Waste360 is part of the Informa Markets Division of Informa PLC

This site is operated by a business or businesses owned by Informa PLC and all copyright resides with them. Informa PLC's registered office is 5 Howick Place, London SW1P 1WG. Registered in England and Wales. Number 8860726.

Advanced Disposal Buys Second Illinois Waste Hauler in June

Article-Advanced Disposal Buys Second Illinois Waste Hauler in June

Advanced Disposal has acquired Decatur, Ill.-based Ross Disposal Services for an undisclosed amount.

The acquisition of certain assets of Ross Disposal by the Ponte Vedra, Fla.-based Advanced Disposal includes residential and commercial customers in Decatur, the company said in a news release.

“This addition further expands our environmental services to residents and businesses in Decatur, which is a community we service already and home to our collection facility and Valley View Landfill,” said Dan DeWaard, Advanced Disposal region vice president.

The deal represents the sixth acquisition for Advanced Disposal in 2015, and the second in Illinois this month. Earlier in June Advanced bought Disposal Management Systems Inc., based in Schaumburg, Ill.

The company in May purchased Sturgeon Bay, Wis.-based waste hauler Little Hoppers. The previous month it bought the Beloit, Wis.-based waste and recycling hauler Rock Disposal Inc. In January Advanced Disposal bought two haulers in separate deals. It acquired Henderson, Ky.-based waste hauler Pea Ridge Waste Management LLC, and it also purchased Hornback Recycling & Disposal Inc., Ann Arbor, Mich.

At WasteExpo in Las Vegas earlier this month Advanced Disposal CEO Richard Burke took part in a Heavy Hitters discussion with three other CEOs at some of the largest waste industry companies. Burke agreed that economics are better these days in the garbage business and talked about how housing construction for the waste industry provides “four pops.” The first pop is special waste; then waste generated in the construction process; new goods bought and old ones phased out by homebuyers;  and finally volumes generated by the new businesses that open to serve the growing communities.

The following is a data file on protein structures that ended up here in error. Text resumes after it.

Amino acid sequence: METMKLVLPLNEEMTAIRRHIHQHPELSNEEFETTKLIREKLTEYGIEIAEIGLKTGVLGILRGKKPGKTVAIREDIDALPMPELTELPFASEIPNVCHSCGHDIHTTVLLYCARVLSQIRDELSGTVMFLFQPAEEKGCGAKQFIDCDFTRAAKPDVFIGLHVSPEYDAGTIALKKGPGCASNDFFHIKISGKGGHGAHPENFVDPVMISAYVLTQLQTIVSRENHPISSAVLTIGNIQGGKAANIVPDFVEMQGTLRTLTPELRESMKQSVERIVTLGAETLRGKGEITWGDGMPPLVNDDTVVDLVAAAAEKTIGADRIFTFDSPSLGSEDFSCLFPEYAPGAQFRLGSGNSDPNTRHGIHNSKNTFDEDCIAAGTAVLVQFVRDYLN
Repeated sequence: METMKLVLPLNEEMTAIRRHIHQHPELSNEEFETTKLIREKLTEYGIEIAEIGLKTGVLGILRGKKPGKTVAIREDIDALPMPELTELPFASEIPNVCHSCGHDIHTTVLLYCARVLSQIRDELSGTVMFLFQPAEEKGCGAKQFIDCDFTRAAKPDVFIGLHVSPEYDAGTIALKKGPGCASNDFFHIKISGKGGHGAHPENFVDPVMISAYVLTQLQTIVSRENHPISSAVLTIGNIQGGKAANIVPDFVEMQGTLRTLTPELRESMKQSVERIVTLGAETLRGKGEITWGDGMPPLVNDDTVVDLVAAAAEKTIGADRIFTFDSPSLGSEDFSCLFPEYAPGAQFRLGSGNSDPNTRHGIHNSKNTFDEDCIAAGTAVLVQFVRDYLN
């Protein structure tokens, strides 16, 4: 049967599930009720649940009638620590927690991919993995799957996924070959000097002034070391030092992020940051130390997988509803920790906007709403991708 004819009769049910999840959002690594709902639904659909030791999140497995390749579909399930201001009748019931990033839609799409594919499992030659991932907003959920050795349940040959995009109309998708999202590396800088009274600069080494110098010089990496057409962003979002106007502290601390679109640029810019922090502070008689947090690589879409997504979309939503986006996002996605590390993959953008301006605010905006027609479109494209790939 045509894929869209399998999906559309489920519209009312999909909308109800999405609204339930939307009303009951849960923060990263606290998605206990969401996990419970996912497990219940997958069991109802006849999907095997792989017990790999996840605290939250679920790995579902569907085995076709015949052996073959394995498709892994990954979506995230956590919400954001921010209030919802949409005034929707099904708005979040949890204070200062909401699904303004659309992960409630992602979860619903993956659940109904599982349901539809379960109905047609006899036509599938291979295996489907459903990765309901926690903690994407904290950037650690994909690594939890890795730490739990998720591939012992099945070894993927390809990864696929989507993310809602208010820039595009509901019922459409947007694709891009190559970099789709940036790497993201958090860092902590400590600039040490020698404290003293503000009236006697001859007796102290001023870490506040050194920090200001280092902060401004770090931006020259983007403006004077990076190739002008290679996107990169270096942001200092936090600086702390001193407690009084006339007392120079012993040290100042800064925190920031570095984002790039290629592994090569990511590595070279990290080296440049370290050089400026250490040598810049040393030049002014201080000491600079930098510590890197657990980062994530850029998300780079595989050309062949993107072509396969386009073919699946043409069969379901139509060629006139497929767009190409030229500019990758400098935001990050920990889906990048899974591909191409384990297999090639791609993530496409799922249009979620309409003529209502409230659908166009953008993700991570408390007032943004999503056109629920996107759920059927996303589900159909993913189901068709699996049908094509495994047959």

Burke also indicated that one reason that volumes haven’t yet returned to pre-recession levels is because of a secular shift in consumer behavior. “The recession made us all better consumers,” he said. “I’m not sure people are spending the same way they did in the past. … Consumers are not taking the same debt.” With less consumption and less eating out at restaurants, commercial waste volumes are constrained.

Hide comments


  • Allowed HTML tags: <em> <strong> <blockquote> <br> <p>

Plain text

  • No HTML tags allowed.
  • Web page addresses and e-mail addresses turn into links automatically.
  • Lines and paragraphs break automatically.